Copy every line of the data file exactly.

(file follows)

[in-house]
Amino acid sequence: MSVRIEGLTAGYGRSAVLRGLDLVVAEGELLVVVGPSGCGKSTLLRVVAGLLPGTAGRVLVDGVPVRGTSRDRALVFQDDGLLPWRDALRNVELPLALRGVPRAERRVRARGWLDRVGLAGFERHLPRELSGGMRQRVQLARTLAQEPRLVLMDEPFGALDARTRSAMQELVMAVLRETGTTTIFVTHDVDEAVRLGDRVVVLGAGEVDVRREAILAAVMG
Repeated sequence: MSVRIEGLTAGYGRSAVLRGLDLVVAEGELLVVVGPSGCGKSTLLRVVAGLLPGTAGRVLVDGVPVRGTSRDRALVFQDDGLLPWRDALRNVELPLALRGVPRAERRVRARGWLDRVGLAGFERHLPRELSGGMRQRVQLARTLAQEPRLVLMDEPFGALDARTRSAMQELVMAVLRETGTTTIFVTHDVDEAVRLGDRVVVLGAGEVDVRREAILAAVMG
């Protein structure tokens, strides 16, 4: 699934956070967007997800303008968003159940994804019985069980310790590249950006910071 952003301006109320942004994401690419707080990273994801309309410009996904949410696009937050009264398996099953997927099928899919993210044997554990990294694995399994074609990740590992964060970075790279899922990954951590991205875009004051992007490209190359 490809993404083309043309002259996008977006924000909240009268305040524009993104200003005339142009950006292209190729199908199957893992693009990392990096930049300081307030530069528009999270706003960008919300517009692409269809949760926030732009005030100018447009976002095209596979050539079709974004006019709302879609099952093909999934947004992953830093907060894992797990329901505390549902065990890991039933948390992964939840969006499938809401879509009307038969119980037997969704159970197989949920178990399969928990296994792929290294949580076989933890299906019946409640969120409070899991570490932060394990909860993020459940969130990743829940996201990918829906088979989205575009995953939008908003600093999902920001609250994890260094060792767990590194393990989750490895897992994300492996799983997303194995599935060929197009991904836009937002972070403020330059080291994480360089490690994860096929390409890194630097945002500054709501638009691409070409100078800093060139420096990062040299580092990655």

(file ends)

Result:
[in-house]
Amino acid sequence: MSVRIEGLTAGYGRSAVLRGLDLVVAEGELLVVVGPSGCGKSTLLRVVAGLLPGTAGRVLVDGVPVRGTSRDRALVFQDDGLLPWRDALRNVELPLALRGVPRAERRVRARGWLDRVGLAGFERHLPRELSGGMRQRVQLARTLAQEPRLVLMDEPFGALDARTRSAMQELVMAVLRETGTTTIFVTHDVDEAVRLGDRVVVLGAGEVDVRREAILAAVMG
Repeated sequence: MSVRIEGLTAGYGRSAVLRGLDLVVAEGELLVVVGPSGCGKSTLLRVVAGLLPGTAGRVLVDGVPVRGTSRDRALVFQDDGLLPWRDALRNVELPLALRGVPRAERRVRARGWLDRVGLAGFERHLPRELSGGMRQRVQLARTLAQEPRLVLMDEPFGALDARTRSAMQELVMAVLRETGTTTIFVTHDVDEAVRLGDRVVVLGAGEVDVRREAILAAVMG
């Protein structure tokens, strides 16, 4: 699934956070967007997800303008968003159940994804019985069980310790590249950006910071 952003301006109320942004994401690419707080990273994801309309410009996904949410696009937050009264398996099953997927099928899919993210044997554990990294694995399994074609990740590992964060970075790279899922990954951590991205875009004051992007490209190359 490809993404083309043309002259996008977006924000909240009268305040524009993104200003005339142009950006292209190729199908199957893992693009990392990096930049300081307030530069528009999270706003960008919300517009692409269809949760926030732009005030100018447009976002095209596979050539079709974004006019709302879609099952093909999934947004992953830093907060894992797990329901505390549902065990890991039933948390992964939840969006499938809401879509009307038969119980037997969704159970197989949920178990399969928990296994792929290294949580076989933890299906019946409640969120409070899991570490932060394990909860993020459940969130990743829940996201990918829906088979989205575009995953939008908003600093999902920001609250994890260094060792767990590194393990989750490895897992994300492996799983997303194995599935060929197009991904836009937002972070403020330059080291994480360089490690994860096929390409890194630097945002500054709501638009691409070409100078800093060139420096990062040299580092990655």